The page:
The Memoirs of a Pokémon Card Addict (and Why Pokémon Cards Were So Clever)
The year was 1998. We had just been pulled out of class to take part in a focus group experiment. They walked us to the AV room, a small cupboard of a chamber, surrounded on all walls by curtains and Christian wall paintings. We were sat down on the floor when two rambunctious adults, a man and a woman (they were younger than my teacher, that’s all I knew – but she was pretty ancient in my eight-year-old eyes, so that’s not really saying much), who wanted to introduce us to a cartoon. I mean, that was pretty cool, right? We had been pulled out of lessons to watch cartoons.
I still remember the cartoon now. A ten-year-old kid was going around throwing little balls at strange monsters, hoping to catch them for his collection. Most of the kids were going on about the small yellow mouse who sparked electricity throughout, or a little red one with fire on his tail, but I was more of a fan of a grassy one. I believe I described it at the time, when back at home to my sister, as “the frog one with the cabbage on its back”. The cartoon was Pokémon, and instantly I was hooked.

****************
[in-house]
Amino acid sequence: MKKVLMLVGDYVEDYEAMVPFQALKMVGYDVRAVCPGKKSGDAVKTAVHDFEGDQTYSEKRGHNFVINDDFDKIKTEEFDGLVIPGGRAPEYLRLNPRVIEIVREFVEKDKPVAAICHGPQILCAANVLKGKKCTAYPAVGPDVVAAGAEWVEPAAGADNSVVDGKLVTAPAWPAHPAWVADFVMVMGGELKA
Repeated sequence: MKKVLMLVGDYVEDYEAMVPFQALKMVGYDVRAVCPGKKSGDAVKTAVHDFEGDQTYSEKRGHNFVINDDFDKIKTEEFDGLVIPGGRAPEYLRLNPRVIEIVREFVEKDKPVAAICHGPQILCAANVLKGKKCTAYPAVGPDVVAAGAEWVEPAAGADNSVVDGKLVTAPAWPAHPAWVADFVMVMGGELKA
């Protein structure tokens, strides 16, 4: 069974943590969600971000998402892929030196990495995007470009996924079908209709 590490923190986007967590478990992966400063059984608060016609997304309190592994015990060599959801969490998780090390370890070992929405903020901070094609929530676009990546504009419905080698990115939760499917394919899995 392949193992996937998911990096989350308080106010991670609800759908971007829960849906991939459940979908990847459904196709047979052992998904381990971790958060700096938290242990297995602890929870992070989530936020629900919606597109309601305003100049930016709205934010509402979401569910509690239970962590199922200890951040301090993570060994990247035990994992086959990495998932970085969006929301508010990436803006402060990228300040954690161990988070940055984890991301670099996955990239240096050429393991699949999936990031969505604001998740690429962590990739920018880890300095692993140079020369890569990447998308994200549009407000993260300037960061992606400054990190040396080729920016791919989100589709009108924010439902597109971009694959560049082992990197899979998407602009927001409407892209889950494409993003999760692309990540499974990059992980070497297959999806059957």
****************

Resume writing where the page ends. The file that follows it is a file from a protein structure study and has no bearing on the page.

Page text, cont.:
That was it. Everything from that moment on was Pokémon. I was never one for following the crowd as a kid, but something about this series sparked my imagination. It also ignited the collector in me. Needless to say, I took the slogan “Gotta Catch ‘Em All” very seriously. It became my mantra. In my mind, my life goal was that of a Pokémon master.
I had the video games, the magazines, the miniatures, the toys, the bedding, the posters, even the curtains – one of my friends growing up was epileptic, and when he went through a patch of illness I drew him Pokémon. It was all I could talk about, all I could think about, and all I wanted to do with my spare time. Collect, play, and be immersed in this world of monsters.
The addiction, however, revolved around the cards. I had a pretty impressive collection growing up comprising of well over a thousand cards. I still remember my 10th Birthday as a stand out one. That year my sister gave me a booster pack for my birthday. Inside one of them, amongst the seven cards, was one shiny Charizard. It was beyond comprehension for me as a kid, I was lucky enough to find a shiny Charizard. It fuelled my addiction and made me more determined to collect them all.
So How Were Pokémon Cards So Clever?
Pokémon cards were such a clever idea. What they did was allow for players to live their dreams as a Pokémon master, connecting in with the other mediums Pokémon stretched across. Thorugh making the cards collectable, like with all collectable games in a way, they fit into the whole Pokemon mantra of “Gotta Catch ‘Em All” – so whilst Ash, Brock, and Misty were collecting them all in the TV series, players could collect them all in real life, building their own elite teams of Pokemon to battle with other players.